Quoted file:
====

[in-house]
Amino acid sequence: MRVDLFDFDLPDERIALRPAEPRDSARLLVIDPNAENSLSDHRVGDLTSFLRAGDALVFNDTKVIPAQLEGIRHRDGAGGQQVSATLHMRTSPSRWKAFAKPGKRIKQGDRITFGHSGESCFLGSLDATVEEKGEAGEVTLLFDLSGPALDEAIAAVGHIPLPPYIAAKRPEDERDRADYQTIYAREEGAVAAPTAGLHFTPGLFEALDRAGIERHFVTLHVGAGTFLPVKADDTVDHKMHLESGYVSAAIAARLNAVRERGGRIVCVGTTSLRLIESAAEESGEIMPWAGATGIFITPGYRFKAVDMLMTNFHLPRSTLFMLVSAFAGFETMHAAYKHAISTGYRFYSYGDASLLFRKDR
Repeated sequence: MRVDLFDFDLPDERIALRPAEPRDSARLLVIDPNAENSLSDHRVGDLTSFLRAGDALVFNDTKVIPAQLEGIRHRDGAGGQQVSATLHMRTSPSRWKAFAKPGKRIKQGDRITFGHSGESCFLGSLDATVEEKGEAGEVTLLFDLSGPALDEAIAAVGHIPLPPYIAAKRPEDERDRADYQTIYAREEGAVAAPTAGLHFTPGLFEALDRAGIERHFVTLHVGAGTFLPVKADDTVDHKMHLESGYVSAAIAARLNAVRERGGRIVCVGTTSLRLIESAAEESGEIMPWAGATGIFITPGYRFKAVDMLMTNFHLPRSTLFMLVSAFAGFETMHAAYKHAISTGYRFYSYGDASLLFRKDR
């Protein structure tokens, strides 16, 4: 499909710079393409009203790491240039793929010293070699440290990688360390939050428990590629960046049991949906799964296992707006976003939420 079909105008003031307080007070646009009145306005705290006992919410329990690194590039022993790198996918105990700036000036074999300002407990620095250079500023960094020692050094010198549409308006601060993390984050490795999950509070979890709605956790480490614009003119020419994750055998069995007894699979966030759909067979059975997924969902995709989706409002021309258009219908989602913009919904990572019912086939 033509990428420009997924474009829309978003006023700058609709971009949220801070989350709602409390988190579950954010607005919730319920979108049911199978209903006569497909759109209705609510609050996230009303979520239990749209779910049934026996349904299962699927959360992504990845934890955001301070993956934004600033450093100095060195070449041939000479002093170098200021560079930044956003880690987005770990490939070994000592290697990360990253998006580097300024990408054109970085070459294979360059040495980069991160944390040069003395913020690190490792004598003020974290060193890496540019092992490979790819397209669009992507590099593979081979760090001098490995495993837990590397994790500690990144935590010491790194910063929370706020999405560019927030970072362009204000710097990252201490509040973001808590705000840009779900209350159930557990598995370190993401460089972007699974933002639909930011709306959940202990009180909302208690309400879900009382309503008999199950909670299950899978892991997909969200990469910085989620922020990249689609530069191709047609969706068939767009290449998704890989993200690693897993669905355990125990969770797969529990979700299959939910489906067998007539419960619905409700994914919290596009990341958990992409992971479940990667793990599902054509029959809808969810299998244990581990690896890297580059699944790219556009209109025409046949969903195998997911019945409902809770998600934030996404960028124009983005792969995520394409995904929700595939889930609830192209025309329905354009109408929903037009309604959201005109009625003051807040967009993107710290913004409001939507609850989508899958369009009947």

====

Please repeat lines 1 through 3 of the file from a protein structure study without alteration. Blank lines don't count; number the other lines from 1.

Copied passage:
[in-house]
Amino acid sequence: MRVDLFDFDLPDERIALRPAEPRDSARLLVIDPNAENSLSDHRVGDLTSFLRAGDALVFNDTKVIPAQLEGIRHRDGAGGQQVSATLHMRTSPSRWKAFAKPGKRIKQGDRITFGHSGESCFLGSLDATVEEKGEAGEVTLLFDLSGPALDEAIAAVGHIPLPPYIAAKRPEDERDRADYQTIYAREEGAVAAPTAGLHFTPGLFEALDRAGIERHFVTLHVGAGTFLPVKADDTVDHKMHLESGYVSAAIAARLNAVRERGGRIVCVGTTSLRLIESAAEESGEIMPWAGATGIFITPGYRFKAVDMLMTNFHLPRSTLFMLVSAFAGFETMHAAYKHAISTGYRFYSYGDASLLFRKDR
Repeated sequence: MRVDLFDFDLPDERIALRPAEPRDSARLLVIDPNAENSLSDHRVGDLTSFLRAGDALVFNDTKVIPAQLEGIRHRDGAGGQQVSATLHMRTSPSRWKAFAKPGKRIKQGDRITFGHSGESCFLGSLDATVEEKGEAGEVTLLFDLSGPALDEAIAAVGHIPLPPYIAAKRPEDERDRADYQTIYAREEGAVAAPTAGLHFTPGLFEALDRAGIERHFVTLHVGAGTFLPVKADDTVDHKMHLESGYVSAAIAARLNAVRERGGRIVCVGTTSLRLIESAAEESGEIMPWAGATGIFITPGYRFKAVDMLMTNFHLPRSTLFMLVSAFAGFETMHAAYKHAISTGYRFYSYGDASLLFRKDR